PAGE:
100. Killinger JM, Weintraub HS, Fuller BL. Human pharmacokinetics and comparative bioavailability of loperamide hydrochloride. J Clin Pharmacol. 1979; 19:211-8. [IDIS 105319] [PubMed 438356]

101. McNeil Consumer. Imodium A-D (loperamide hydrochloride) caplets and oral solution prescribing information. In: Sifton DW, ed. Physicians’ desk reference. 55th ed. Montvale, NJ: Medical Economics Company Inc; 2001:1817-8.

102. Food and Drug Administration. Loperamide marketed over-the-counter. FDA Drug Bull. 1988; 18:2.

103. Lewis JH. Summary of the 31st meeting of the Food and Drug Administration gastrointestinal drugs advisory committee. December 8-9, 1986: loperamide as an OTC antidiarrheal. Am J Gastroenterol. 1987; 82:443-4.

104. US Public Health Service (USPHS) and Infectious Diseases Society of America (IDSA) Prevention of Opportunistic Infections Working Group. 2001 USPHS/IDSA guidelines for the prevention of opportunistic infections in persons with human immunodeficiency virus. From HIV/AIDS Treatment Information Services (ATIS) website ()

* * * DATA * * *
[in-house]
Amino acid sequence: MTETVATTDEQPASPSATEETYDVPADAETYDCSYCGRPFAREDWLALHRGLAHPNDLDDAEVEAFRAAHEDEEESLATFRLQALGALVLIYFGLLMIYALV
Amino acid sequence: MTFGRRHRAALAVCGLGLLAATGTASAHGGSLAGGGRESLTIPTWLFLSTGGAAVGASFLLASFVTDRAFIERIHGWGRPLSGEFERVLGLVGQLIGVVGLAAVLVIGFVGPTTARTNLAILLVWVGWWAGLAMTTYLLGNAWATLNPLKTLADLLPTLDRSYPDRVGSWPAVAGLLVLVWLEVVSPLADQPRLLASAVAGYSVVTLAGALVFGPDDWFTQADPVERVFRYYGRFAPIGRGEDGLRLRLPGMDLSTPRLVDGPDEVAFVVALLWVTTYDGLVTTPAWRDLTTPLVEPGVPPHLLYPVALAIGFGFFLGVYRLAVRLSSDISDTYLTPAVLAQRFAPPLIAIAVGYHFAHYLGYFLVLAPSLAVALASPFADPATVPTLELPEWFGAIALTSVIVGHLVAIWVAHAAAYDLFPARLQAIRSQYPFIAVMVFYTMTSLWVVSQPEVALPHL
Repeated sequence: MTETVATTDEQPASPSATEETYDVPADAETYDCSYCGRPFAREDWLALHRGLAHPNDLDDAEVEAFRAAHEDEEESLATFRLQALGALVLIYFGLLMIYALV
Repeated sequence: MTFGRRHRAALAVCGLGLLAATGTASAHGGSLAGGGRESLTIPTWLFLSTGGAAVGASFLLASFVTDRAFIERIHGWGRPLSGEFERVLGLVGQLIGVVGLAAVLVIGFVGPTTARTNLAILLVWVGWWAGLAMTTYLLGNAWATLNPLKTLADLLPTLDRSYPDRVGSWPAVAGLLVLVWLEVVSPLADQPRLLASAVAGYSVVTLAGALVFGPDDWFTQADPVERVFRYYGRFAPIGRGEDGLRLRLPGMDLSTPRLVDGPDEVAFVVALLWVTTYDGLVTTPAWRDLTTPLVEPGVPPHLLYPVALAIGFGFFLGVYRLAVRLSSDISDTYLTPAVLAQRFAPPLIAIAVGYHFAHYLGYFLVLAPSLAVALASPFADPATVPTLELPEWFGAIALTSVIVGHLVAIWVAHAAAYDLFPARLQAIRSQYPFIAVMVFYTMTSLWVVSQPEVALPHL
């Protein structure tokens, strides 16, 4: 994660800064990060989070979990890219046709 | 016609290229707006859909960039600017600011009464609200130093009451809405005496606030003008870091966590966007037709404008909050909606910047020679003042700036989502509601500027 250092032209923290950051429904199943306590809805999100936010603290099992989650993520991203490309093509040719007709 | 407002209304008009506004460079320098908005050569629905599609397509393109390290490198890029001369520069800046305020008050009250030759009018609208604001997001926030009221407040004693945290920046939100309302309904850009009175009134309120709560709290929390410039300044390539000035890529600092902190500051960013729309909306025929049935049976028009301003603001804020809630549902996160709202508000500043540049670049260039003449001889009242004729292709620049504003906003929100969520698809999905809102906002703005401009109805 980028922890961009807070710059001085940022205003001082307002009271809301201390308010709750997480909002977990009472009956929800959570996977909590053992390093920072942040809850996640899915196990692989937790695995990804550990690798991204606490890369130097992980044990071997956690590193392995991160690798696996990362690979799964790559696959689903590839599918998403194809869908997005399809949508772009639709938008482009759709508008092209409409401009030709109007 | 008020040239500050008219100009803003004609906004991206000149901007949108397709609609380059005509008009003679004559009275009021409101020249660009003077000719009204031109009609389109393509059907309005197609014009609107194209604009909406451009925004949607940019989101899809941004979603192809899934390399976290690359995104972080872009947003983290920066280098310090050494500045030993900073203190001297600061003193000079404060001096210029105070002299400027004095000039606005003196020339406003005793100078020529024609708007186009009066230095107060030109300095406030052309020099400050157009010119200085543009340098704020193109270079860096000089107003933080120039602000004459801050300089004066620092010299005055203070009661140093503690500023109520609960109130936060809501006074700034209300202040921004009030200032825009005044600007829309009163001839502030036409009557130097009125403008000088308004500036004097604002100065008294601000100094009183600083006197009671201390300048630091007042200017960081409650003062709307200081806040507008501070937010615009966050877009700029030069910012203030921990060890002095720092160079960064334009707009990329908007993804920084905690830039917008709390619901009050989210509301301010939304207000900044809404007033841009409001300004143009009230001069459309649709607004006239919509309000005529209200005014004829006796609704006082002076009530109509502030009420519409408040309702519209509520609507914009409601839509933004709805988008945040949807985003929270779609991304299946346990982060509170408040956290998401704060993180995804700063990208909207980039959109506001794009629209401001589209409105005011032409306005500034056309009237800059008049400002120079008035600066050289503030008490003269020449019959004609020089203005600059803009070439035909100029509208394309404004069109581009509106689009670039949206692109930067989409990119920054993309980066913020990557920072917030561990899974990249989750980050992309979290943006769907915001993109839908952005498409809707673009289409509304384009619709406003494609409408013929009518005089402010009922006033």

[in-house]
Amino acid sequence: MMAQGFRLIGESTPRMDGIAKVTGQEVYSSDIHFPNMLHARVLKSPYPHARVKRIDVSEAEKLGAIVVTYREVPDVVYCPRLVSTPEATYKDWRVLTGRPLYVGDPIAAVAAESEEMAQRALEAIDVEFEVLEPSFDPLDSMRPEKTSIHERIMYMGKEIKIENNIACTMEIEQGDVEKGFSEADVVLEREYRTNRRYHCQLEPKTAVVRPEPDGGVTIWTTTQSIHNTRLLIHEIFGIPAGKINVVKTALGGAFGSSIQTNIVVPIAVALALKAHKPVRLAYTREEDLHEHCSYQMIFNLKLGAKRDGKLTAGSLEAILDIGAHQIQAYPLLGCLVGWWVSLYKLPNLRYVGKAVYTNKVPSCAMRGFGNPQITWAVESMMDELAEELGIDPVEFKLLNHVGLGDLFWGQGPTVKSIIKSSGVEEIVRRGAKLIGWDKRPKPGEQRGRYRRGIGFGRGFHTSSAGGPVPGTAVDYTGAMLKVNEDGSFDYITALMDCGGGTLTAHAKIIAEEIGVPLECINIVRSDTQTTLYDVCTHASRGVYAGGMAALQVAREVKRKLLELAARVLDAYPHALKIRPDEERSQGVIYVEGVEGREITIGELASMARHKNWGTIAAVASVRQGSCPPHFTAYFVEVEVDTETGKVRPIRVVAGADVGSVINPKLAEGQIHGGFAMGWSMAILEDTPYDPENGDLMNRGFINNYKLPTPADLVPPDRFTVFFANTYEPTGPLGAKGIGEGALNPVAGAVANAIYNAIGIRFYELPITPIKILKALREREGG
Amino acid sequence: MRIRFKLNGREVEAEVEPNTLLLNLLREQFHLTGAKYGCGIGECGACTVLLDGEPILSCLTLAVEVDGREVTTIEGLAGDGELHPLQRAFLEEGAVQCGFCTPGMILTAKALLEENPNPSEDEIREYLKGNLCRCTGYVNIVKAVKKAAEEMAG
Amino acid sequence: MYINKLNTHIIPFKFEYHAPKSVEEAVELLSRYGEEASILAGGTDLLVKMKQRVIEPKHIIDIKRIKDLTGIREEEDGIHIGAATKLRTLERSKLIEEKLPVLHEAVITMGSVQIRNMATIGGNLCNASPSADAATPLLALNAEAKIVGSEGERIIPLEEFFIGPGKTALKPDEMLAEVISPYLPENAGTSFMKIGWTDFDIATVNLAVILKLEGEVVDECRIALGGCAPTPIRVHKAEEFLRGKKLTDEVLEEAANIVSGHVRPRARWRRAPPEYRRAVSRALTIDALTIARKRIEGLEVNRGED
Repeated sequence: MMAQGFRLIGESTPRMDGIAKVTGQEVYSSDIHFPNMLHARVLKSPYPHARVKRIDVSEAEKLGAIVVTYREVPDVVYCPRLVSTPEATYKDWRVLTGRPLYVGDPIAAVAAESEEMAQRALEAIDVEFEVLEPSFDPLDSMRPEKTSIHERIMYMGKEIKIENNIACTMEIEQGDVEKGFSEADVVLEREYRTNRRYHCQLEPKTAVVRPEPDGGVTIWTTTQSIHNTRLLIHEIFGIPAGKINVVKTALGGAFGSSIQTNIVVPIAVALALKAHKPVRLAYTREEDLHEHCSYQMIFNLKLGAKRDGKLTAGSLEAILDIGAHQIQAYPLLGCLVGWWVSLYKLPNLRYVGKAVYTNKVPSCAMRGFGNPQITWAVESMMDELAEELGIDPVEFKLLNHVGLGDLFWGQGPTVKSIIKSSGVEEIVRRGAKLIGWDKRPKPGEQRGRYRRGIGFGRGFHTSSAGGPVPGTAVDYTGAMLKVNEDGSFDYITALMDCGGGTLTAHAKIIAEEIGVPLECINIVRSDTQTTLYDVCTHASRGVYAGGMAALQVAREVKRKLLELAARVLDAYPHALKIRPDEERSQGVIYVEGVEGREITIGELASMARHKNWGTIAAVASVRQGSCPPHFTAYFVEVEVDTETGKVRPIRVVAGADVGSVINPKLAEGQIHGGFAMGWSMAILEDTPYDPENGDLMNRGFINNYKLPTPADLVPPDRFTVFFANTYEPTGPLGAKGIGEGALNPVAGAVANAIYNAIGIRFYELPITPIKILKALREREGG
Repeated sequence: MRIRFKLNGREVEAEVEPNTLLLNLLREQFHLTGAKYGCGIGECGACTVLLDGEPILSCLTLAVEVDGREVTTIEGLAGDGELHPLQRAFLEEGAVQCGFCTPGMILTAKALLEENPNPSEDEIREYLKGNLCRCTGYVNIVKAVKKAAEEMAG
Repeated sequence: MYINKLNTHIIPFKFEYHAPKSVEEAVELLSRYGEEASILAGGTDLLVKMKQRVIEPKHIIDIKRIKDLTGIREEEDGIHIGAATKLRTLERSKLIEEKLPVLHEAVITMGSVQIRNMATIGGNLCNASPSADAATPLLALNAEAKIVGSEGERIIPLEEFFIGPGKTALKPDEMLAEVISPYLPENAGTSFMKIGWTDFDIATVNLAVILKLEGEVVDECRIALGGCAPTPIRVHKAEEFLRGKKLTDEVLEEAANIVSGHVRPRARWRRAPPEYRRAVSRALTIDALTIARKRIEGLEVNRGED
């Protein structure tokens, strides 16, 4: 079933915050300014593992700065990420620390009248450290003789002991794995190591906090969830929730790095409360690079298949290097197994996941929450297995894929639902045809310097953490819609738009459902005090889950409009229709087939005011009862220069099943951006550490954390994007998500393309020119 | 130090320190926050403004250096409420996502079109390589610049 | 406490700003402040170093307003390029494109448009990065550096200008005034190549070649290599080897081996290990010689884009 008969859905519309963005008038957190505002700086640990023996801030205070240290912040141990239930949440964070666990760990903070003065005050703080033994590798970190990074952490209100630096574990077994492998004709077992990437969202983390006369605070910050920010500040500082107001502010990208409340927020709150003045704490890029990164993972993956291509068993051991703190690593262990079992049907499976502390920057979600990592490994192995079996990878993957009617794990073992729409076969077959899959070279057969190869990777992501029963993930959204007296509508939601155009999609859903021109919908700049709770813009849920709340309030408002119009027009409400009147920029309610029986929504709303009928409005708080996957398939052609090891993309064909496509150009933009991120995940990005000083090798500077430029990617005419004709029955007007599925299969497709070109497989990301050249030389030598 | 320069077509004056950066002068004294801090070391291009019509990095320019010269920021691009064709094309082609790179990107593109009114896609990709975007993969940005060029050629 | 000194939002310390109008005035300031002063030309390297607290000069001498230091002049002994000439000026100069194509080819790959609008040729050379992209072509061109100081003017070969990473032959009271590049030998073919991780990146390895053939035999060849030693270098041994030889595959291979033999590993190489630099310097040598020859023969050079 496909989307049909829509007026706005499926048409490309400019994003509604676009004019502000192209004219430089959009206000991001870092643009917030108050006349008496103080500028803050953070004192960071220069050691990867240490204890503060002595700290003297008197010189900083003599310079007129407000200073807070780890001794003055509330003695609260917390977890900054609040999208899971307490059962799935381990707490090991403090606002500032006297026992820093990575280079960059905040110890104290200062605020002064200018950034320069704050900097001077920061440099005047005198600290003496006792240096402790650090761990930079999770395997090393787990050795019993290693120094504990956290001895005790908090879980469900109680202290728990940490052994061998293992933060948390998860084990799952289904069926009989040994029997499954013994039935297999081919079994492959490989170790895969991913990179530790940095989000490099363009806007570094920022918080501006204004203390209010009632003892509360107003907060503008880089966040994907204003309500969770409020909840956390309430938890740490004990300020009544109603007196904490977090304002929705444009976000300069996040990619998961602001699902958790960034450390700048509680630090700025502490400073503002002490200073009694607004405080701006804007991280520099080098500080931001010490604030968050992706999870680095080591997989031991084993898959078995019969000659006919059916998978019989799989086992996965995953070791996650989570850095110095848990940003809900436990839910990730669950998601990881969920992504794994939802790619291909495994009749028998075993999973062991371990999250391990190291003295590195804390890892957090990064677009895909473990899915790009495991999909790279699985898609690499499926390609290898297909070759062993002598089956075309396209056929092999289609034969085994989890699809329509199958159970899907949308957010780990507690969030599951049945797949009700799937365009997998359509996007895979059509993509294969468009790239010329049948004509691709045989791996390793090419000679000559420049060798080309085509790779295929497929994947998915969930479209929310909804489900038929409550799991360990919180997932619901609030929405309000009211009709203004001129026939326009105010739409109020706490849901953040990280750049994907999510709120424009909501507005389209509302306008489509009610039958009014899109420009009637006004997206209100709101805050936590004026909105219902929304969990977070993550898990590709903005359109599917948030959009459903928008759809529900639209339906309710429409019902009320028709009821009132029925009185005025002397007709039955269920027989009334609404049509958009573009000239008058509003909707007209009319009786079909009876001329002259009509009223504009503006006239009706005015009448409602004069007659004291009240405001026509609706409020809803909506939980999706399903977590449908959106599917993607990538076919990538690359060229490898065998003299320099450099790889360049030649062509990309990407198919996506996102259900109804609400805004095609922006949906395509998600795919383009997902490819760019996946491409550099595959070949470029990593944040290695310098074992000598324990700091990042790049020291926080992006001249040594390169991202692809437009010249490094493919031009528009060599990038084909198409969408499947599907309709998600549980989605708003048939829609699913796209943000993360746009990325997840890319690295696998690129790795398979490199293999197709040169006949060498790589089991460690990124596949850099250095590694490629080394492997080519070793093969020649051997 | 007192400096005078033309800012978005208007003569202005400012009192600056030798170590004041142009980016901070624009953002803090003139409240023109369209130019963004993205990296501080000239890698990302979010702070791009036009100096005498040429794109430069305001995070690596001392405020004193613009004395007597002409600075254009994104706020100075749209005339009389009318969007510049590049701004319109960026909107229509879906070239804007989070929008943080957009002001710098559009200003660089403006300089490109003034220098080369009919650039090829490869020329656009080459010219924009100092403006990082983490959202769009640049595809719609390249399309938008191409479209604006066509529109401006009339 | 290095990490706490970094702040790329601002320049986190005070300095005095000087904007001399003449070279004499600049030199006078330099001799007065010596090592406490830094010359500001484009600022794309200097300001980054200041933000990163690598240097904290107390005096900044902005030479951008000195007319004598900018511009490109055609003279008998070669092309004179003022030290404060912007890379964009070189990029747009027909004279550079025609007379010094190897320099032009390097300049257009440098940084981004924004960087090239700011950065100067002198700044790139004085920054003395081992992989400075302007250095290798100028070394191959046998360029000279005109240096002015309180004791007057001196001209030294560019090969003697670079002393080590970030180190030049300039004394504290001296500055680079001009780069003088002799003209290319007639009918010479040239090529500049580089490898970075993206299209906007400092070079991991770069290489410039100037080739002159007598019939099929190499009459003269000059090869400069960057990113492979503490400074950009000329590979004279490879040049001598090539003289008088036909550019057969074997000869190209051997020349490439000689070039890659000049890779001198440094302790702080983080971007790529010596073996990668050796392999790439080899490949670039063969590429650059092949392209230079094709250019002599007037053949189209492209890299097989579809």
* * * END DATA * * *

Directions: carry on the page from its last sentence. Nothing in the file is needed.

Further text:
105. Wolfe MS. Protection of travelers. Clin Infect Dis. 1997; 25:177-86. [IDIS 392200] [PubMed 9332506]

106. Centers for Disease Control and Prevention. Health information for international travel, 2003–2004. Atlanta, GA: US Department of Health and Human Services; 2003:184-91,226-7,233. Updates available from CDC website ().

107. Anon. Advice for travelers. Med Lett Treat Guid. 2004; 2:33-40.

a. AHFS Drug Information 2003. McEvoy, GK, ed. Loperamide Hydrochloride. Bethesda, MD: American Society of Health-System Pharmacists; 2003:2740-2.

b. McNeil Consumer. Imodium Advanced (loperamide hydrochloride and simethicone) caplets and chewable tablets prescribing information. In: [database online]. Montvale, NJ: Thomson Healthcare; 2004.

c. McNeil Consumer. Imodium A-D (loperamide hydrochloride) liquid and caplets prescribing information. In: [database online]. Montvale, NJ: Thomson Healthcare; 2004.

d. Teva Pharmaceuticals. Loperamide hydrochloride capsules prescribing information. Sellersville, PA; 1998 Jul.